A warm, welcoming haven for the youngest of children, affectionately dubbed “The Big Blue House” in the Lettered Streets Neighborhood, could also be called a “pre pre-school.”
Carla Hasche, the executive director, and Sue Wu, the classroom teacher, recently talked about the Whatcom Center for Early Learning, which primarily serves children “from birth to 3 years old,” as they put it.
Many of the children served have developmental delays, but typical toddlers also participate in some programs.
“The unusual aspect of our programs is that a parent, guardian or other caregiver is required to be here along with each child,” Hasche said.
Children who are typically developing or with special needs benefit from getting to know each other and by watching each other play.
Sue Wu, Whatcom Center for Early Learning teacher
The center, at 2001 H St. and established in 1973, features a large, fully developed outdoor play area that would fascinate any child. Inside, there are dozens of touching pictures of students along with everything a child could learn from.
“About 15 years ago, one of our staff therapists got in touch with Rusty Keeler, a famed children’s playground designer,” said Wu. “He created an area that entices all five senses.”
Socialization of all children who participate is a primary goal of the classes, which feature three distinct programs, all held weekly for 90 minutes.
“Our goal is to provide an opportunity for children to play with friends and family,” Wu said. “Children who are typically developing or with special needs benefit from getting to know each other and by watching each other play.”
On Mondays, three separate no-cost, year-round play groups are held with 10 students in each group. These are all students with developmental delays who are served in their homes by the center’s staff therapists.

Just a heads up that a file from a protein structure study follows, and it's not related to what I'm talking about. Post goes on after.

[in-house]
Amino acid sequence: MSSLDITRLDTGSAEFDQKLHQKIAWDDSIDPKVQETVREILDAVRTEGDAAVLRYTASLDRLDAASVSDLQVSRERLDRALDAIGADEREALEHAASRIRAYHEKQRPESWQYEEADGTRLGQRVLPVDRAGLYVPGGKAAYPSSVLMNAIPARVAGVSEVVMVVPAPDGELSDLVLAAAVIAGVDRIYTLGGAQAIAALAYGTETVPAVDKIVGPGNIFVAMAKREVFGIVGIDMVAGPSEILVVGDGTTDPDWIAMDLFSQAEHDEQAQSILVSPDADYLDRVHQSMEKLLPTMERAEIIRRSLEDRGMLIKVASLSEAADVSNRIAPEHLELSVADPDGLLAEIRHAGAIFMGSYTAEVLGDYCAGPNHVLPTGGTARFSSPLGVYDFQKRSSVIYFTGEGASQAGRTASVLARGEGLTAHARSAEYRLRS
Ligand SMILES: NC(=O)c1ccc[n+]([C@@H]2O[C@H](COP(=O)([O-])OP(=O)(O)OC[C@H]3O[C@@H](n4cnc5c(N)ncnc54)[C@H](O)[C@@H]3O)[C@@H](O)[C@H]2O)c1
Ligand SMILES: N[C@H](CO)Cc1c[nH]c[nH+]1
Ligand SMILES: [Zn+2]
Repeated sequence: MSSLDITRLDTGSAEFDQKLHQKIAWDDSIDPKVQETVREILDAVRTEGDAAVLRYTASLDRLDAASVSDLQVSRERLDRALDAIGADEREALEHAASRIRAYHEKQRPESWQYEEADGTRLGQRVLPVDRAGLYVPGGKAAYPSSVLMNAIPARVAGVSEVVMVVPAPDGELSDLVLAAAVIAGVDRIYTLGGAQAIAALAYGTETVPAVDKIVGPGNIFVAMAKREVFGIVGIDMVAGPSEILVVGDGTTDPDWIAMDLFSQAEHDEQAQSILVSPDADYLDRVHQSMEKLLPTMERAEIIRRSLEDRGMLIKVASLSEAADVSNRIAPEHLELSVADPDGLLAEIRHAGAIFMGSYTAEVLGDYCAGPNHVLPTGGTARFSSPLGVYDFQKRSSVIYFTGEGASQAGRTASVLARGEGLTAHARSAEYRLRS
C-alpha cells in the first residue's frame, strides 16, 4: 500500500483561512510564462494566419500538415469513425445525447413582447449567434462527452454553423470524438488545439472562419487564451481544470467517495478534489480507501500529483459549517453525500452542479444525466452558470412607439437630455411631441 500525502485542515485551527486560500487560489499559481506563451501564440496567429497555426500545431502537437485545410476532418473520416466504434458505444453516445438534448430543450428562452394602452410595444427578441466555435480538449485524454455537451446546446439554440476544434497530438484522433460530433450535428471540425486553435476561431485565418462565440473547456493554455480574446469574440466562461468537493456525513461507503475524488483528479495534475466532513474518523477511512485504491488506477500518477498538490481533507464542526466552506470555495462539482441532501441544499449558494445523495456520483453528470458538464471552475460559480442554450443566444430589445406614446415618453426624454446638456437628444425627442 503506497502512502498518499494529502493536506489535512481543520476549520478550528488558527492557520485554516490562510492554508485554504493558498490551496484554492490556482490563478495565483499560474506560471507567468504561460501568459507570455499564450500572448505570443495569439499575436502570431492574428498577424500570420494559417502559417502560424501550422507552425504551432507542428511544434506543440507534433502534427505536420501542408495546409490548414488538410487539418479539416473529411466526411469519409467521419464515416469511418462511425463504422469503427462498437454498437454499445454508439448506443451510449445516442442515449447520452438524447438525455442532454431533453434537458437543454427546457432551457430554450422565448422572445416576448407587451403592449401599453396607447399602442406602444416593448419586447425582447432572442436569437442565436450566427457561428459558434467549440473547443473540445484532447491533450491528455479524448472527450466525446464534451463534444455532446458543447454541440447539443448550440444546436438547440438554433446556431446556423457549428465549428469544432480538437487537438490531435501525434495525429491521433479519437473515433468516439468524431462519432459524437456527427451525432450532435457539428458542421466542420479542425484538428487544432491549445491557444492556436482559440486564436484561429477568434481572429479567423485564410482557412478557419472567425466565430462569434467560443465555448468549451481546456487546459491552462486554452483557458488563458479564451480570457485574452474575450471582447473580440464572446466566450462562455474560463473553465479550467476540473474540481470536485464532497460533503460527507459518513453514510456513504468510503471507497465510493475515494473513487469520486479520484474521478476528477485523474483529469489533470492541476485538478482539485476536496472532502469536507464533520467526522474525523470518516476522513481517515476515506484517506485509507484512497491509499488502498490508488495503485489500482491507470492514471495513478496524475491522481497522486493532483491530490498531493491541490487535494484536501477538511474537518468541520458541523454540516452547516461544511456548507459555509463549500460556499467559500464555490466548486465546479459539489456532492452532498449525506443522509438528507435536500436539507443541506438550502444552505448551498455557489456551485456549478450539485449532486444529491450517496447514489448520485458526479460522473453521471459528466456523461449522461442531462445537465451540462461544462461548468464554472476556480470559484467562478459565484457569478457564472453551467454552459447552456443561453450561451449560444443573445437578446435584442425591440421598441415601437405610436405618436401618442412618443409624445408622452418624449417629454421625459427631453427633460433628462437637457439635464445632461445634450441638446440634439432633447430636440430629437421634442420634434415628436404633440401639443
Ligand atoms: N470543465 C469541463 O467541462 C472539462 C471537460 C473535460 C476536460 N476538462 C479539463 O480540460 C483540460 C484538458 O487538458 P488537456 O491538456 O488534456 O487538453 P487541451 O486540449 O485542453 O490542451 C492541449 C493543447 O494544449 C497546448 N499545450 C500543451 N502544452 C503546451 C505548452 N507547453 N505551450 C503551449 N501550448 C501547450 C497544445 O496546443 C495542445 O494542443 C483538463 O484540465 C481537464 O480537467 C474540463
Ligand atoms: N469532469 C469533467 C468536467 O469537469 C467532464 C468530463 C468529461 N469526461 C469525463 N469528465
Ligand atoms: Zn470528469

On Tuesdays and Thursdays, tuition-based year-round “Sensational Toddler” classes with 10 students are held for any family in the community, both with and without children with developmental delays. Families sign up through the Bellingham Recreation Department.
“This one is exciting for me because I have a grown son with autism and he wouldn’t get invited to play with groups of typical kids while he was growing up in Seattle,” Hasche said.
On Wednesdays during the school year, “Ferndale Toddler Time” – for all children up to 5 years old – is held at the American Legion Post, but students are not required to be Ferndale residents. There is a $2 per child or $5 per family charge per class.
“These Ferndale classes were originally conceived as a way of outreach, or for any parents who might have questions about developmental delays,” Hasche said.
Class activities at the center run the gamut of what all children love – singing, finger painting, playing with the likes of blocks and dolls. Children love making discoveries in the “busy boxes” they can pull out from a shelf.
“Parents get ideas from watching their children play,” Hasche said. “It’s such a learning experience for parents, too. And the children aren’t the only ones who make new friends – so do parents!”